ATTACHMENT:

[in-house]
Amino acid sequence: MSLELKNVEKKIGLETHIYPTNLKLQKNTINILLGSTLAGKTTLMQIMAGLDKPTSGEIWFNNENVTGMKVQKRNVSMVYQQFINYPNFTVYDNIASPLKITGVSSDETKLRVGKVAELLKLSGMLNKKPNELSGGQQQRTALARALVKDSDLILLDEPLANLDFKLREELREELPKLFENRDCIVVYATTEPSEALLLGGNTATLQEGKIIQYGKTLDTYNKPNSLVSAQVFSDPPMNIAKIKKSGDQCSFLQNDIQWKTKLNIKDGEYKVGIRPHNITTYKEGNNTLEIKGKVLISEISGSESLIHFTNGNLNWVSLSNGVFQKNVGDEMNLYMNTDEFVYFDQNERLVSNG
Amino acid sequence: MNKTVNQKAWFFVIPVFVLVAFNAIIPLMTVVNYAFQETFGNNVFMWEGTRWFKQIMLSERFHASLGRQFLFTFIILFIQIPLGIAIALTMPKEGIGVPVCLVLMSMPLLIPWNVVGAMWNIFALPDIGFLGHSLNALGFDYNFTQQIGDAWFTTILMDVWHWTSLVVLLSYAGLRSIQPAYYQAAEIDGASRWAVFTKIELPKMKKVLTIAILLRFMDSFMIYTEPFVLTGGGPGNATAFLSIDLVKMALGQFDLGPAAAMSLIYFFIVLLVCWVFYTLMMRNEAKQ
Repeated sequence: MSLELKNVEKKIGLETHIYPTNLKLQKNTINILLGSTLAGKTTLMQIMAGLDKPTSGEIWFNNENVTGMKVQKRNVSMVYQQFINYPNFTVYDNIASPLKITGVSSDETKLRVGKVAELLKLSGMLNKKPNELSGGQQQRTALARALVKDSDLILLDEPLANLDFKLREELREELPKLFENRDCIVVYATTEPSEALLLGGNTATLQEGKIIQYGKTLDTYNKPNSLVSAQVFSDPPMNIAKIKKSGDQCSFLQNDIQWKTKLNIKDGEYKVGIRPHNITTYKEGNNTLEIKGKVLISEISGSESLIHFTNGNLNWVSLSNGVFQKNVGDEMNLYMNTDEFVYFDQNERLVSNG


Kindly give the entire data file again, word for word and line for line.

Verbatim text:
[in-house]
Amino acid sequence: MSLELKNVEKKIGLETHIYPTNLKLQKNTINILLGSTLAGKTTLMQIMAGLDKPTSGEIWFNNENVTGMKVQKRNVSMVYQQFINYPNFTVYDNIASPLKITGVSSDETKLRVGKVAELLKLSGMLNKKPNELSGGQQQRTALARALVKDSDLILLDEPLANLDFKLREELREELPKLFENRDCIVVYATTEPSEALLLGGNTATLQEGKIIQYGKTLDTYNKPNSLVSAQVFSDPPMNIAKIKKSGDQCSFLQNDIQWKTKLNIKDGEYKVGIRPHNITTYKEGNNTLEIKGKVLISEISGSESLIHFTNGNLNWVSLSNGVFQKNVGDEMNLYMNTDEFVYFDQNERLVSNG
Amino acid sequence: MNKTVNQKAWFFVIPVFVLVAFNAIIPLMTVVNYAFQETFGNNVFMWEGTRWFKQIMLSERFHASLGRQFLFTFIILFIQIPLGIAIALTMPKEGIGVPVCLVLMSMPLLIPWNVVGAMWNIFALPDIGFLGHSLNALGFDYNFTQQIGDAWFTTILMDVWHWTSLVVLLSYAGLRSIQPAYYQAAEIDGASRWAVFTKIELPKMKKVLTIAILLRFMDSFMIYTEPFVLTGGGPGNATAFLSIDLVKMALGQFDLGPAAAMSLIYFFIVLLVCWVFYTLMMRNEAKQ
Repeated sequence: MSLELKNVEKKIGLETHIYPTNLKLQKNTINILLGSTLAGKTTLMQIMAGLDKPTSGEIWFNNENVTGMKVQKRNVSMVYQQFINYPNFTVYDNIASPLKITGVSSDETKLRVGKVAELLKLSGMLNKKPNELSGGQQQRTALARALVKDSDLILLDEPLANLDFKLREELREELPKLFENRDCIVVYATTEPSEALLLGGNTATLQEGKIIQYGKTLDTYNKPNSLVSAQVFSDPPMNIAKIKKSGDQCSFLQNDIQWKTKLNIKDGEYKVGIRPHNITTYKEGNNTLEIKGKVLISEISGSESLIHFTNGNLNWVSLSNGVFQKNVGDEMNLYMNTDEFVYFDQNERLVSNG